College Yearbook Football Art | United Watch


Good Saturday morning, Uni Watchers. I hope everyone had a good week. I’m currently in the middle of a bonspiel (it’s a curling tournament) and my rink isn’t doing too well. We’re playing again this afternoon, so I’ll be basically off the grid for most of the day. Unfortunately, there won’t be a ticker tomorrow because I just won’t have time (but we’ll still have the full SMUW with all the trimmings). Sorry.

Moving along…

I come back today with Timothy Brown, who was a guest writer in August, when he penned this fantastic article on old-school football gear. Tim returns today with another excellent look at the art of college yearbook football. I think you are going to really like this one!

Here is Tim:

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College Yearbook Football Art
by Timothy P. Brown

The typical fan who hears the term “football art” probably first thinks of program covers from the 1930s to the 1950s. Other categories of art or design that may come to mind include magazine covers , various forms of advertising and team logos. Each has produced iconic designs that cross the boundaries of space and time. However, an underrated category of football art is that of student-created illustrations in university yearbooks.

Few university yearbooks of the late 1800s and early 1900s included color images. Over the next few decades yearbooks increasingly used color illustrations on section title pages for the athletics section or individual sports such as football. Part of the appeal of these illustrations is that the students created them as peers of the athletes participating in the games. Most of the illustrations were as mundane as the teams they represented, while others were exceptional, standing out in the otherwise black-and-white yearbooks.

The images shown below were found in yearbooks published between 1907 and 1931. Their main themes include running backs, cheering fans and battered heroes drenched in the thrill of victory often draped in a blanket. Would other themes be important?

The first image shows a beautiful UNC student dressed in Carolina Blue and waving a pennant. Wonderful!

1908 North Carolina Yearbook

The Tar Heels’ main rival at the time was Virginia. Here we see the Cavalier hero being carried from the field after a big win.

Virginia Yearbook 1914

A grainier image depicts the Virginia Tech Hokies struggling to escape their opponent’s grip and an apparent tornado.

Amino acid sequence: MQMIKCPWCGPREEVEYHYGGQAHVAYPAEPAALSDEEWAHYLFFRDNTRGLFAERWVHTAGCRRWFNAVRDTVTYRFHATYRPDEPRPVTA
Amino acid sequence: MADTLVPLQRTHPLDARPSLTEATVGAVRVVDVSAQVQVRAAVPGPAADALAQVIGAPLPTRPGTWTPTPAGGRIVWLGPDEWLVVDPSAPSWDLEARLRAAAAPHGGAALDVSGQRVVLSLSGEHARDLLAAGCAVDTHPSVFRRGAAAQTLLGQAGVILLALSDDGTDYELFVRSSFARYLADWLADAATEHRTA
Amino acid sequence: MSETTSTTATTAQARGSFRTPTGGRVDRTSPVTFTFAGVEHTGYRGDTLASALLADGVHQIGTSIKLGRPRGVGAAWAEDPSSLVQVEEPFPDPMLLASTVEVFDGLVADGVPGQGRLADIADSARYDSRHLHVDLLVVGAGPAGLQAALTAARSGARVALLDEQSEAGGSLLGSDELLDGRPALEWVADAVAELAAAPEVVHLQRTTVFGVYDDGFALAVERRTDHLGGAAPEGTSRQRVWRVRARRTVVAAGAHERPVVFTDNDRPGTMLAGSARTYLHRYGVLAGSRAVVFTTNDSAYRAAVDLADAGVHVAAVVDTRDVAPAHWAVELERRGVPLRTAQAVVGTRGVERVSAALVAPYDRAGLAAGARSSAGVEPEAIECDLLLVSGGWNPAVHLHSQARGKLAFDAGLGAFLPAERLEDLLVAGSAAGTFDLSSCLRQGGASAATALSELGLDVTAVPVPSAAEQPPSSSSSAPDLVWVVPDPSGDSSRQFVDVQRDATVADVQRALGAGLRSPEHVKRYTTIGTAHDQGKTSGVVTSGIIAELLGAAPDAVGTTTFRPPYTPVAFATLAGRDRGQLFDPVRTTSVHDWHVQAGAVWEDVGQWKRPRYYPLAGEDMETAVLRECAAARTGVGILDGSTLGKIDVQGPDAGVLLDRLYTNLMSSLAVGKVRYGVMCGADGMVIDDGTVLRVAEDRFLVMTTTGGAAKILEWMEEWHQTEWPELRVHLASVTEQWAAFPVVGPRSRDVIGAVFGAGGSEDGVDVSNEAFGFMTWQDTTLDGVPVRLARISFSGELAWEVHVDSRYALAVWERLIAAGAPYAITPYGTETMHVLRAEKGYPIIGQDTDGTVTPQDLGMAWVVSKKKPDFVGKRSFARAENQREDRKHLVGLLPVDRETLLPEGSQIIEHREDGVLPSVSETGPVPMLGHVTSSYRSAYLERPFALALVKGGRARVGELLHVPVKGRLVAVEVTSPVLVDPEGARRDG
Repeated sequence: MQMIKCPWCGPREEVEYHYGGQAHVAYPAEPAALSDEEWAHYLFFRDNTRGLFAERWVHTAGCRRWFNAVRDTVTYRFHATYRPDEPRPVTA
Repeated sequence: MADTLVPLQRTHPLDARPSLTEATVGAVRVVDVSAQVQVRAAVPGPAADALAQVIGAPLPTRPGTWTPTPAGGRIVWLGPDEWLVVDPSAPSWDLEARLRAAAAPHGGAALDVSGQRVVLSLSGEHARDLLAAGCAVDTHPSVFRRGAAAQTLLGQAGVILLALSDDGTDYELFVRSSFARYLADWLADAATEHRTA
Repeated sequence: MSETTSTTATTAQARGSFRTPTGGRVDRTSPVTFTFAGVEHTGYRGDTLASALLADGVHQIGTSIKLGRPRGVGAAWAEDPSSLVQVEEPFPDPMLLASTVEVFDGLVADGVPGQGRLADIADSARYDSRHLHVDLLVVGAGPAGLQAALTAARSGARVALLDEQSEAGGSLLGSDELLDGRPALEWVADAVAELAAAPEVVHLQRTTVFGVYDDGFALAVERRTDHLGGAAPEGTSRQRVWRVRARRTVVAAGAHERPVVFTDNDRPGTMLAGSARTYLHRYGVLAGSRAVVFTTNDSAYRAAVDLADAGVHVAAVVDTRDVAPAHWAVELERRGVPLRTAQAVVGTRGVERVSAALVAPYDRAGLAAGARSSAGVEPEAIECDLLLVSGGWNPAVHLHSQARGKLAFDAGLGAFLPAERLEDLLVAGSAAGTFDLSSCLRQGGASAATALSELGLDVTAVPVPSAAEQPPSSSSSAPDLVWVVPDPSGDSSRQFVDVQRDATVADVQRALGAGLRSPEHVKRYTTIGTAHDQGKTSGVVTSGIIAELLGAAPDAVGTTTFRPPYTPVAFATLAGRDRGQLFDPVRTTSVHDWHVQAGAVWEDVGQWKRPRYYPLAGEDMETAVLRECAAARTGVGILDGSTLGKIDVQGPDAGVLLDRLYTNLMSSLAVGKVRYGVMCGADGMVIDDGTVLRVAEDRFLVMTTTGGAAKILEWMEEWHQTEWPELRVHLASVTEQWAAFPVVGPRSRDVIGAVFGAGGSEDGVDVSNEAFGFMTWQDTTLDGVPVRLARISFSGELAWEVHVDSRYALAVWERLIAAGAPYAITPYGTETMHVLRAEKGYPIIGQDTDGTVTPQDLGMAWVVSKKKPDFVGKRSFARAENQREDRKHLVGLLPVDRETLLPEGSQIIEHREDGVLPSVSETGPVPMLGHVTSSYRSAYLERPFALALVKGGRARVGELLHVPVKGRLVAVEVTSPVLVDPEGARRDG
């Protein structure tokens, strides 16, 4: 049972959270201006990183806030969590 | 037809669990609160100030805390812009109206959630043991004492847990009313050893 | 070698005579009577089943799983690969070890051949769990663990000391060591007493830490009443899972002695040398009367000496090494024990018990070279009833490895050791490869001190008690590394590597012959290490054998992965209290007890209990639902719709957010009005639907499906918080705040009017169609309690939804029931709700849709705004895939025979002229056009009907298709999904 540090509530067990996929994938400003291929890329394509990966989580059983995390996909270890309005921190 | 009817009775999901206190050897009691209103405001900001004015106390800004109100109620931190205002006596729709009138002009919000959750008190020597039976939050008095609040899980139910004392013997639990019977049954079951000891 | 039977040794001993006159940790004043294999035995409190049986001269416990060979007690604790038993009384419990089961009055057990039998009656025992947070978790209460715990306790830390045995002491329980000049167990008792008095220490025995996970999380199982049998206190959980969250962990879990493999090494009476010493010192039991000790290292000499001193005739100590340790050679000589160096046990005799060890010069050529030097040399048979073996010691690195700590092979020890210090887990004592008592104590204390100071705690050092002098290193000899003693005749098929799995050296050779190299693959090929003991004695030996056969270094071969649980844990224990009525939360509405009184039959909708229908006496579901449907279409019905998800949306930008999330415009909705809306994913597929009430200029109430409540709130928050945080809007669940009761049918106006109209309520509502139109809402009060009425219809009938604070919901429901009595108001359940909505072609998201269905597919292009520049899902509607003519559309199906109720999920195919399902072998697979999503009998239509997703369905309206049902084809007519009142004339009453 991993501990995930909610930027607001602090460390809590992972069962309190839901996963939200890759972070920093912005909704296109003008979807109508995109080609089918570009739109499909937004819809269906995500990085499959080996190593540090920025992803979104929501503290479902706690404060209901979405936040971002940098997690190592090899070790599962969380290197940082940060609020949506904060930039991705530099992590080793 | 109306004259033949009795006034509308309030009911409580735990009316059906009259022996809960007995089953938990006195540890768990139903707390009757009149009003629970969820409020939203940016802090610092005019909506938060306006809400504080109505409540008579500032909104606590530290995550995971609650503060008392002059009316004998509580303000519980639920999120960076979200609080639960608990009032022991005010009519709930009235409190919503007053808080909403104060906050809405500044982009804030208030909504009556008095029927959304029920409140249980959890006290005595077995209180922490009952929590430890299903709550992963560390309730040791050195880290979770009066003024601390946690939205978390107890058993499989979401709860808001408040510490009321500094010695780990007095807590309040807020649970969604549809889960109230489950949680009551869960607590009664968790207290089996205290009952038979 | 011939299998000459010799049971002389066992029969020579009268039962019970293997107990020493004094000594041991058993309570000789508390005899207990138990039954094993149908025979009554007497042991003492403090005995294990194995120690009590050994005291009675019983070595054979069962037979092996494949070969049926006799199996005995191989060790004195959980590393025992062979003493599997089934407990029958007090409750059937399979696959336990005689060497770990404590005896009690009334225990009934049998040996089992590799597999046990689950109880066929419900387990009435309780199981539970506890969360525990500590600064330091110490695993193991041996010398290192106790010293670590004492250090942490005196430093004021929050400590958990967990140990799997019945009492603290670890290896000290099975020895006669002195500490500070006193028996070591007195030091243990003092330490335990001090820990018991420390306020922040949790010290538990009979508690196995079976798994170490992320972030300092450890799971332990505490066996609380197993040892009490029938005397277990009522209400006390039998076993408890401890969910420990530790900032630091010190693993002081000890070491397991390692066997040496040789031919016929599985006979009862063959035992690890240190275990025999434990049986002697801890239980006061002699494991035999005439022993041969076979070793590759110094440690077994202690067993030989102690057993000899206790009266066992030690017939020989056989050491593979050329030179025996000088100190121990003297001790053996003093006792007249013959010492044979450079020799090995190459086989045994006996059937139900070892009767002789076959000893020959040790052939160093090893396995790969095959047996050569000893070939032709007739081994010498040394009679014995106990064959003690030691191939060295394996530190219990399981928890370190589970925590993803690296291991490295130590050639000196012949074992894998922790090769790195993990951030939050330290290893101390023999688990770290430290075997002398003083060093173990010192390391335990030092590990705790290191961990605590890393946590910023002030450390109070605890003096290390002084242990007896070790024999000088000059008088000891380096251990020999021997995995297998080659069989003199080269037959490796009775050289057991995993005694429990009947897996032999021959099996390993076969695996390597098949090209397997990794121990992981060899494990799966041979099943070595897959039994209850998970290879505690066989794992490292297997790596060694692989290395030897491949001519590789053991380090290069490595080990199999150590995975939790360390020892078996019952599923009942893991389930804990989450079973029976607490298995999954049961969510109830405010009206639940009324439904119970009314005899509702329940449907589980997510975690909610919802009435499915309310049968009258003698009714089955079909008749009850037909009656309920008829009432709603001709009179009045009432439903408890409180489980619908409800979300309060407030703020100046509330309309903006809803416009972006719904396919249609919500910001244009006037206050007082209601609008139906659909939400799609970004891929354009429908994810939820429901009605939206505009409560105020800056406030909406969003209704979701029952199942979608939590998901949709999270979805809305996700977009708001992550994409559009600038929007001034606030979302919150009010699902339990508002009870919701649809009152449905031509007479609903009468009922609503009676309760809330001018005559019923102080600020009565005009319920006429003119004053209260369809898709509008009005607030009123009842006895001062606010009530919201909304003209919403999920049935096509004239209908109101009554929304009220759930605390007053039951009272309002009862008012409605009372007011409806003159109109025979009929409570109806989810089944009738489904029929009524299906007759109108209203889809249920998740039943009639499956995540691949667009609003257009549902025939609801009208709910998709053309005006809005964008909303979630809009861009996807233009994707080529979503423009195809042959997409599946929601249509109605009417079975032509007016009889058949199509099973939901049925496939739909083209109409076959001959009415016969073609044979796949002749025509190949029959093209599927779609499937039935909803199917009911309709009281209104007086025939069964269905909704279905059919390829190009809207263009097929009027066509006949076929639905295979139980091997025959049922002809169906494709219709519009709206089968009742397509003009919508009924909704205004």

Virginia Tech Yearbook 1915

Moving north towards Big Ten country, a Badger punter sends one into the clouds while his teammates on the sidelines rest and warm up.

Wisconsin Yearbook of 1917

Football is a key social event for Texas fans who sit wisely in the stands to avoid the midday sun.

Texas Yearbook 1917

The University of Denver dropped football after the 1960 season. Maybe they were overshadowed by the people in the art department.

Denver Yearbook 1918

Another charming fan decked out in a fur coat cheers on the Penn Quakers.

Pennsylvania Yearbook 1920

A Boston College player escapes the rumble of the day, hoping to end the day in the rumble seat with his future best girl.

1925 Boston College Yearbook

Little Coe College runs through the opponent in a green jersey, surely on the way to a touchdown and a win.

1925 Coe College Yearbook

Men on the bench and crowds of fans cheer Kansas State to victory, a common occurrence in the 1920s.

Kansas State Yearbook of 1928

Southern Cal was a bit of a gamer in the football world until the 1920s when players like this guy brought them to national prominence, including their first two Rose Bowl victories.

1928 Southern California Yearbook

Virginia Tech reappears, this time in a huge stadium in a big city, so the Hokies are clearly the visiting team. Curiously, they play on a field of eighty meters.

1932 Virginia Tech Yearbook

Although color illustrations were used occasionally after World War II, color photographs replaced illustrations and the golden age of football illustrations in university yearbooks came to an end. Yet other beauties from the golden age of graphic arts are waiting to be discovered. We will provide updates when we find them.

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Fantastic article, Timothy, thank you so much for sharing. If you liked this, you will definitely enjoy his website, Football Archeologywhich “digs into the history of the gridiron to examine how the evolution of football shapes the game today”.

A color by any other name

One of my Sunday Morning Uni Watch trackers, Dennis Bolt (who both tracks the PAC-12 and has been faithfully running the Duck Tracker for several years) has a great blog post that looks at the ridiculous names some of the PAC-12s come up with for various colors. It is definitely worth reading it!

Check it here!


United Tweet of the Day

Clip-art logo has never looked so good…

And finally…

So much for the morning edition. Many thanks to Timothy for another great article!

There will be (at least) two more posts today, and the ticker will go live around 9am, so be sure to keep checking back.

Have a great Saturday everyone and play well!




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